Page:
Benefits of tracheostomy Ability to mobilize patients with prolonged need for ventilator with a more secure airway Potential for patient to require less sedatives and communicate Allows transfer to a chronic ventilator facility
Planning for Tracheostomy Clinician assesses the potential for liberation from ventilator based on the patient’s illness, prognosis, and patient preference Tracheostomies can be performed early (within 7 days) or later (at 2-3 weeks) If the patient is unlikely to be weaned due to neurological/chronic pulmonary process, a decision on tracheostomy can often be made within few days of intubation Patients with reversible disease who are unable to wean in 10-14 days are usually considered for tracheostomy at that time Tracheostomy is not performed in unstable or dying patients
Timing of Tracheostomies Based on individual patient situation Benefits of early tracheostomy include: improved comfort and decreased sedation, improved mobility In some patients, early tracheostomy may facillitate weaning, so may decrease duration of mechanical ventilation
Patients with tracheostomies Assess for speech and swallowing – may be candidate for speech valve MOBILITY – out of bed, sit, stand, walk
Decannulation – removal of tracheostomy Patients are completely off ventilator for sufficient number of days to assure that the primary process is resolved Able to cough secretions Tolerate speech valve Tolerate capping of the tracheostomy Clinically assure there is no upper airway obstruction Patient requires close monitoring in the first 24 hrs If patient develops distress – consider secretions, airway obstruction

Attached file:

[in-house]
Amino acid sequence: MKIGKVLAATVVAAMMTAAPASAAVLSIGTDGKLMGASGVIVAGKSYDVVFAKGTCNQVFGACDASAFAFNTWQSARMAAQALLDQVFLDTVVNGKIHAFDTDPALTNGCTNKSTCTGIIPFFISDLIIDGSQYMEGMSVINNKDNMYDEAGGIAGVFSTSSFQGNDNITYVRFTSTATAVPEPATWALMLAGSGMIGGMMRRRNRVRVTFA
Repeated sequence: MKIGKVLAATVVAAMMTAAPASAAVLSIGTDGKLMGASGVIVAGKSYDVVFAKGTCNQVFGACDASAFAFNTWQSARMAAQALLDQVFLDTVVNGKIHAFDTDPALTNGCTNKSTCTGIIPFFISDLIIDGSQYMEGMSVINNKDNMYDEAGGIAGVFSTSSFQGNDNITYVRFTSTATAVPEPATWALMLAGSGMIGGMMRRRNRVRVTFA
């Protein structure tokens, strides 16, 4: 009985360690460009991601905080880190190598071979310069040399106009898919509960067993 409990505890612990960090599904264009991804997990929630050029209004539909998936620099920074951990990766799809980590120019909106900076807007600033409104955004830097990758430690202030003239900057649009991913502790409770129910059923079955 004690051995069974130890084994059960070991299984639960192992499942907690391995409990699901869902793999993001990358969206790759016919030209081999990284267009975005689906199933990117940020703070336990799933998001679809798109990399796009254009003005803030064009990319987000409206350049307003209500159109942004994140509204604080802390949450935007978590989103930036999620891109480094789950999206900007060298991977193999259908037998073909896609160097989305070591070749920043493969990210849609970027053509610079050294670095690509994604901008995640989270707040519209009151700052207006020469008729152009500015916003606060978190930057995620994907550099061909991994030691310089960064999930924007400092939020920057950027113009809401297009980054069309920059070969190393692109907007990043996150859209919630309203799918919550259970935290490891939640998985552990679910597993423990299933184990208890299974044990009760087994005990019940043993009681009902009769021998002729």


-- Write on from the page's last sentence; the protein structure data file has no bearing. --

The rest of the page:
Respiratory distress in patients with endotracheal tubes and tracheostomies Secretions and mucous plugging Dislodgement of tracheostomy/ ETT Pneumothorax Ventilator dyssynchrony due to vent settings Because of underlying diseases, may be at risk for pulmonary embolism, heart failure, volume overload Granulation tissue formation in the trachea can lead to high peak pressures **These causes must be considered before treatment with sedatives**
Look at the overall plan of care Mobility in patients with endotracheal tube or tracheostomy Speech Nutrition Goals of care discussion with patient and family
Mobility Early mobility can ◦ Decrease intensive care unit and hospital length of stay in survivors ◦ Reduce the functional decline from the illness ◦ Decrease risk of pressure ulcers and improve wound care Multidisciplinary team – collaboration to provide safe mobilization of patients in the intensive care unit, progressive care and stepdown units.
Weaning and mobility In addition to the effects on duration of ventilation, mortality and ICU complications, weaning and mobility can potentially: Improve patient spirit Improve communication Reduce delirium Reduce depression
Documentation Orders will be placed by MD using the pre- printed paper order: ◦ Weaning orders Physician places order for weaning in Prism ICU Flowsheet will reflect the readiness screen and the weaning RN/RT will document in weaning flow record Extubation – Physician documents in progress note
So let’s W.E.A.N.! at SLRH Work together – RN, RT, NP, PA, MD/DO Early identification – Early in the day, early in the course Assessment by RN and RT in daily screen and protocol Notify physician to start protocol and how patient tolerates weaning
Thank you for completing this program! We believe that a comprehensive and multidisciplinary approach will improve care and outcomes of our patients who require mechanical ventilation. For questions, please contact: Manju Pillai MD Raymonde Jean MD Mark Collazo RRT Janet Shapiro MD